My Husband Thinks He Solved The Problem Of Mercedes Dominating F1

Illustration for article titled My Husband Thinks He Solved The Problem Of Mercedes Dominating F1
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“You know how you could fix F1?” my husband asked me while we were laying in bed the other day. “If the team that dominated the championship just fucked off after they won.”


“Yeah, but they get paid based on how many points they score,” I argued.

“Okay, then pay them to fuck off.”

At first glance, the idea—gleaned, I must admit, from The Grand Tour, where Jeremy Clarkson argues that this is in fact a bad idea which means in reality it must actually be good—is kind of smart. After Lewis Hamilton breezes home with his World Championship win five races before the end of the season, comfortably lining Mercedes’ constructor points, what’s the point of watching the rest of the year? There isn’t one—not unless you’re invested in which driver is going to come home fifth overall in the championship.

The simplest way to solve that problem would be paying the dominant team to go away. Great job, Mercedes—here’s a lump sum, go have a nice vacation. Now, we’ll let chaos reign.

Suddenly, that last stretch of the season that would have been absurdly boring because what’s the point if the championship is already won becomes the most exciting part of the whole season. Suddenly, a ton of new teams have the opportunity to compete for a win. Maybe Pierre Gasly will have a shot at his second win with AlphaTauri. Maybe Williams could score some points. I’m having trouble seeing why that would be a bad thing.

I think the main arguments against this is that it would cost more money and that it’s also kind of gimmicky. So, let me run you through why I disagree with both options.

First of all, F1 is an expensive sport. Yes, I know it’s trying to implement cost caps and reduce how much it takes to compete, so sending the championship winners off with a lump sum and also paying for the winning championship points of the teams and drivers left competing is counterintuitive. You’d spend more money.


But my argument here is that it would be a small price to pay for a better product. And, even more appealing to me is the fact that those smaller teams—like Williams—would have a chance to actually score more points and earn more money, which would then be used to make their cars more competitive the following year, thus theoretically making the championship battle last longer.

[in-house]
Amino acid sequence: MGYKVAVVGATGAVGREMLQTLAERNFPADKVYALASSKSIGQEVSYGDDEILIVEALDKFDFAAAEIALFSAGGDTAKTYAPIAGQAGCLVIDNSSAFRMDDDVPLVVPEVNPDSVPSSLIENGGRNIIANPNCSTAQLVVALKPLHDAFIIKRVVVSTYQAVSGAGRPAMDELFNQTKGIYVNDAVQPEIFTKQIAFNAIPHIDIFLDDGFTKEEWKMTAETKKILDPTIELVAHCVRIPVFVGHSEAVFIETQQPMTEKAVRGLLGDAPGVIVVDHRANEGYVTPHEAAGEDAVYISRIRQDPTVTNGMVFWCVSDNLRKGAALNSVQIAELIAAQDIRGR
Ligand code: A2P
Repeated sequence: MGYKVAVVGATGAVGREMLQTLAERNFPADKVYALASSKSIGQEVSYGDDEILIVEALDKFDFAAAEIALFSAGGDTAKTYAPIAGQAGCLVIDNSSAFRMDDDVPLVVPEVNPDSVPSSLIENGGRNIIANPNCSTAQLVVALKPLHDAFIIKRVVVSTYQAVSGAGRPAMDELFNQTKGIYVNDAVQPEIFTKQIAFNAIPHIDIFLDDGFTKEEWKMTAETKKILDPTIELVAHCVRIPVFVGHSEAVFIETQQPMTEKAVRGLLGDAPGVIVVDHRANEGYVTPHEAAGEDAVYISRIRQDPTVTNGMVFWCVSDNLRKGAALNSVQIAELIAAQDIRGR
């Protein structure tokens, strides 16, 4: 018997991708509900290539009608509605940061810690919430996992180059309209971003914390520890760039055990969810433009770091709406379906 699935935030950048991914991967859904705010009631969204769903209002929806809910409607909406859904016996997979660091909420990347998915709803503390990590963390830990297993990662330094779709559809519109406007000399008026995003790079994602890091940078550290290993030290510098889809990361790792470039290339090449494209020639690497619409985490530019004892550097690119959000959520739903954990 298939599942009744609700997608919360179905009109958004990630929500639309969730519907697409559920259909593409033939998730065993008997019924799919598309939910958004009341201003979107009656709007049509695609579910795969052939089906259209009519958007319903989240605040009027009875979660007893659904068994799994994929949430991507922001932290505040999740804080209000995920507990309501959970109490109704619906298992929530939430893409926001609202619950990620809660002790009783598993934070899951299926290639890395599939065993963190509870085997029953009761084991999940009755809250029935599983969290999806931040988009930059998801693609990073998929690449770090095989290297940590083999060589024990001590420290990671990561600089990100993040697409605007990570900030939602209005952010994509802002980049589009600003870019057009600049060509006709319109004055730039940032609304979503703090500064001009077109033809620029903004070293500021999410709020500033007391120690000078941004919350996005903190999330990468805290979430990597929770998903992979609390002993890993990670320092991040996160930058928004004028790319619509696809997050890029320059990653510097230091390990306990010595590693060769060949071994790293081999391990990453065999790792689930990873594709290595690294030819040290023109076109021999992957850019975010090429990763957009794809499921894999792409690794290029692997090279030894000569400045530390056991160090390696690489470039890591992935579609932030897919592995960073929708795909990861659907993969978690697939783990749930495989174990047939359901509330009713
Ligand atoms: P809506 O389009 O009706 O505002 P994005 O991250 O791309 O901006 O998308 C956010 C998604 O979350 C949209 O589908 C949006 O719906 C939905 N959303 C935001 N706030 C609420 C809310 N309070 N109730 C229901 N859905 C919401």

And in terms of gimmicks, it’s probably one of the least gimmicky thing you could do compared to some of F1's other ideas, like installing sprinkler systems to make artificially wet races or reversing the grid for the start of the race. It’s not like adding stages to the race the way NASCAR did. It’s not introducing impossibly complex legislation that makes no sense to the casual viewer.


It’s asking the most dominant team that everyone knows to be dominant to take an early start to the off season. Then, we’d get a chance to evaluate the quality of the other drivers and teams left to duke it out.

I’m kind of facetiously claiming this would be easy, but I know that there’s a lot of stuff I’m not taking into consideration, like sponsors that want their brand visible for every single race or tracks that depend on drawing a crowd by ensuring Lewis Hamilton is going to race. But I have to say that it’s an argument that has some merit and is worth having a serious think about.

Weekends at Jalopnik. Managing editor at A Girl's Guide to Cars. Lead IndyCar writer and assistant editor at Frontstretch. Novelist. Motorsport fanatic.


Along with Martin, Dutch Gunderson, Lana and Sally Decker

The obvious answer - and therefore the answer no one will accept - is to stop trying to control costs and let the teams properly develop the cars (including the drivetrains) during the season. And let them test for crying out loud.